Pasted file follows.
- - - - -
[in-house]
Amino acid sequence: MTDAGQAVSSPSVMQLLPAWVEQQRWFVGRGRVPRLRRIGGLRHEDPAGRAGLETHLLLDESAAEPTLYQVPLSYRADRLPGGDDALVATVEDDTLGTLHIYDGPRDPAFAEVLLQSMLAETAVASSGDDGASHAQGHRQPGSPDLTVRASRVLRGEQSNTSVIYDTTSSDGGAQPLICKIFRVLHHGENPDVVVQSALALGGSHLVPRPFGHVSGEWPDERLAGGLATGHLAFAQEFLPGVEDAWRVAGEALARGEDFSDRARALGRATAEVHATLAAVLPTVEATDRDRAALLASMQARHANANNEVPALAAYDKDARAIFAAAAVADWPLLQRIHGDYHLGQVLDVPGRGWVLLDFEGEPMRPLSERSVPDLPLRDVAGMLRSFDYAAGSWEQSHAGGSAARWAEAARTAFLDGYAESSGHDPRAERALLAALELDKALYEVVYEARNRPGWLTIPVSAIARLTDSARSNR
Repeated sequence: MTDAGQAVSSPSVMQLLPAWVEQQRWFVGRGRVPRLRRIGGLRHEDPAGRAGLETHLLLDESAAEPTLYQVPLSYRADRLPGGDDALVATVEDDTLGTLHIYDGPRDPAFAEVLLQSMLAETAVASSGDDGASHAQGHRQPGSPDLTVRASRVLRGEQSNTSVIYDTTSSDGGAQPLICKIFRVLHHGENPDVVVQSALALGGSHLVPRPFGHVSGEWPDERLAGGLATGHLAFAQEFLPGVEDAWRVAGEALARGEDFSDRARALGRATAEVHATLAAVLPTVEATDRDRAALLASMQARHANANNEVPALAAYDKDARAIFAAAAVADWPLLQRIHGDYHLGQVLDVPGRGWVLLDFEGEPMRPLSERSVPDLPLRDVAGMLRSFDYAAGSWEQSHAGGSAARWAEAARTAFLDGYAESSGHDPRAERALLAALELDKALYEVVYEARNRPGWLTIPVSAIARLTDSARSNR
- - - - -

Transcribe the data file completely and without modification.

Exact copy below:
[in-house]
Amino acid sequence: MTDAGQAVSSPSVMQLLPAWVEQQRWFVGRGRVPRLRRIGGLRHEDPAGRAGLETHLLLDESAAEPTLYQVPLSYRADRLPGGDDALVATVEDDTLGTLHIYDGPRDPAFAEVLLQSMLAETAVASSGDDGASHAQGHRQPGSPDLTVRASRVLRGEQSNTSVIYDTTSSDGGAQPLICKIFRVLHHGENPDVVVQSALALGGSHLVPRPFGHVSGEWPDERLAGGLATGHLAFAQEFLPGVEDAWRVAGEALARGEDFSDRARALGRATAEVHATLAAVLPTVEATDRDRAALLASMQARHANANNEVPALAAYDKDARAIFAAAAVADWPLLQRIHGDYHLGQVLDVPGRGWVLLDFEGEPMRPLSERSVPDLPLRDVAGMLRSFDYAAGSWEQSHAGGSAARWAEAARTAFLDGYAESSGHDPRAERALLAALELDKALYEVVYEARNRPGWLTIPVSAIARLTDSARSNR
Repeated sequence: MTDAGQAVSSPSVMQLLPAWVEQQRWFVGRGRVPRLRRIGGLRHEDPAGRAGLETHLLLDESAAEPTLYQVPLSYRADRLPGGDDALVATVEDDTLGTLHIYDGPRDPAFAEVLLQSMLAETAVASSGDDGASHAQGHRQPGSPDLTVRASRVLRGEQSNTSVIYDTTSSDGGAQPLICKIFRVLHHGENPDVVVQSALALGGSHLVPRPFGHVSGEWPDERLAGGLATGHLAFAQEFLPGVEDAWRVAGEALARGEDFSDRARALGRATAEVHATLAAVLPTVEATDRDRAALLASMQARHANANNEVPALAAYDKDARAIFAAAAVADWPLLQRIHGDYHLGQVLDVPGRGWVLLDFEGEPMRPLSERSVPDLPLRDVAGMLRSFDYAAGSWEQSHAGGSAARWAEAARTAFLDGYAESSGHDPRAERALLAALELDKALYEVVYEARNRPGWLTIPVSAIARLTDSARSNR